Since the 70sis having such a huge comeback right now, there is lots of fun wide legged, high-waisted inspiration to choose from. Whether you choose to use linen, jean, corduroy, or twill (to name just a few), it will completely change the feel of the final garment. You can also use jeans buttons for a more polished finish or regular buttons for something a little more nautical and casual. I’ve broken the inspiration into each View. I hope it gives you some great ideas for your own version!


View A (short length) – I am pretty obsessed with the shorts version of this pattern. The 4 inch inseam is a perfect length to not feel booty short, but also not matronly. It balances nicely with the high length of the waist and you can easily roll up the hem if that is your preference. I found myself reaching for these all summer long because it felt like a great way to feel casual, yet stylish. I would often pair it with an oversized buttonup and tuck it into just the front.


1 | 2 | 3 | 4 | 5


View B (ankle length) – The ankle length pant is everywhere right now. It feels so fresh and on trend. I love pairing it with some sneakers for a trip to the park or dress it up with some heels for a date night. I can’t wait to try it with some boots or booties in the fall like number 4 below.

1 | 2 | 3 | 4 | 5


View C (boot length) – The boot length version of this pattern is perfect for the full 70s vibe. It’s dramatic and flattering, creating a beautiful long silhouette from the high waist down to the floor – especially nice for those of us who are on the short side. I can’t wait to try this is a corduroy or jean fabric like number 5. So many possibilities.

1 | 2 | 3 | 4 | 5


The full sewalong starts on Monday (a week from today). You can still get your pattern here if you want to sew along. I’ll be back on Thursday with fabric ideas and notions.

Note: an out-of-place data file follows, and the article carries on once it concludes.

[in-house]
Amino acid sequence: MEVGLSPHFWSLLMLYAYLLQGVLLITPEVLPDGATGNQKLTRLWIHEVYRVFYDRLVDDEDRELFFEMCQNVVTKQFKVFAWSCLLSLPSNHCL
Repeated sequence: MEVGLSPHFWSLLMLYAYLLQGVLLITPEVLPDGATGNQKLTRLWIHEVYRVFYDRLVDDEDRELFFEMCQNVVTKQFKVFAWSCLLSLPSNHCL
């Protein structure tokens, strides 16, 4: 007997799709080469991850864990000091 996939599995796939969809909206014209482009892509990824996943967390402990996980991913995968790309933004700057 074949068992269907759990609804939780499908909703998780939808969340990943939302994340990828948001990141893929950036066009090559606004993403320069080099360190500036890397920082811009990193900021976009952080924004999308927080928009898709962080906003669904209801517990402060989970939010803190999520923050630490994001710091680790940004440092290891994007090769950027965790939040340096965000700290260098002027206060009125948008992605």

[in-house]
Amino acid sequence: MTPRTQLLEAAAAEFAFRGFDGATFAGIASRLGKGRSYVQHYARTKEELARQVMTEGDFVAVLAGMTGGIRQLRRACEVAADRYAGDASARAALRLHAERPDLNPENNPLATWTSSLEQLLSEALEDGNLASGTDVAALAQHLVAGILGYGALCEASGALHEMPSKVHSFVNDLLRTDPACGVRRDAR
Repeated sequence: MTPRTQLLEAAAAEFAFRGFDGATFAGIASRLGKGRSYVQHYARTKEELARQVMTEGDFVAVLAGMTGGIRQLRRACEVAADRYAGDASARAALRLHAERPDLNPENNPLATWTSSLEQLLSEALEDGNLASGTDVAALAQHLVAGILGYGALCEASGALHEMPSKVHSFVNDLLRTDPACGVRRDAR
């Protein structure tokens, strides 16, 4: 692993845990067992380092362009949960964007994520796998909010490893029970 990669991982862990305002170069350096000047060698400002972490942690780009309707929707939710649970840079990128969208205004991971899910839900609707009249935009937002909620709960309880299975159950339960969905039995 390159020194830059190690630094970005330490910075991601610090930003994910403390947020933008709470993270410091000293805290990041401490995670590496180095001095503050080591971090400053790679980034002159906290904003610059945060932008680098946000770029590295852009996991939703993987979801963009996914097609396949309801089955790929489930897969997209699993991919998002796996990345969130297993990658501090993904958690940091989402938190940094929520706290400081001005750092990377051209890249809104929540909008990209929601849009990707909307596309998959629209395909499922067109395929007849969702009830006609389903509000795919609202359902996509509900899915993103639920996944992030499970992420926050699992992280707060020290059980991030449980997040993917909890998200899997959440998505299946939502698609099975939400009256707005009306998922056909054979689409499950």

September 7, 2017

I am so excited to finally show you all my newest pattern – the Lander Pant and Short. This pattern is high-waisted, with an exposed button fly, and 3 lengths. It has front and back patch pockets, belt loops, and a straight fit through the legs. View A is a short with a 4” inseam, View B is an ankle length pant, and View C is a boot length pant that can be worn with heels.  It has a difficulty rating of 3.5 out of 5, but with the sewalong coming in just a couple of weeks I am certain that any confident sewist could handle it.

The idea for this pattern came from my favorite thrifted boy scout shorts that I wore all through high school. Since I no longer have them I decided I needed to recreate them to my best memory. This pattern is everything good I remember from the shorts – high waisted 70’s vibe, brass buttons, large patch pockets, but updated to be a bit more modern and flattering. I have been wearing them all summer and they are so versatile. They were perfect for our summer vacation to Yellowstone where I wanted to be comfy and practical, but not sloppy. They are equally great with a heel or wedge for a more sleek, going out look.

The Landers are drafted for woven fabrics with little to no stretch. I made most of my samples in the Robert Kaufman Ventana twill, but any medium to heavyweight woven fabric will do. My testers made them in linen, denim, twill, and corduroy, all with great results. Just keep in mind your machine and how it will deal with multiple layers of heavy fabric when choosing the best fabric for your version. I will be back next week with more fabric recommendations, and tips on notions.

Being our most advanced pattern to date, we will definitely be doing a sewalong. The official sewalong starts on Monday, Sept. 18th so start gathering your supplies now.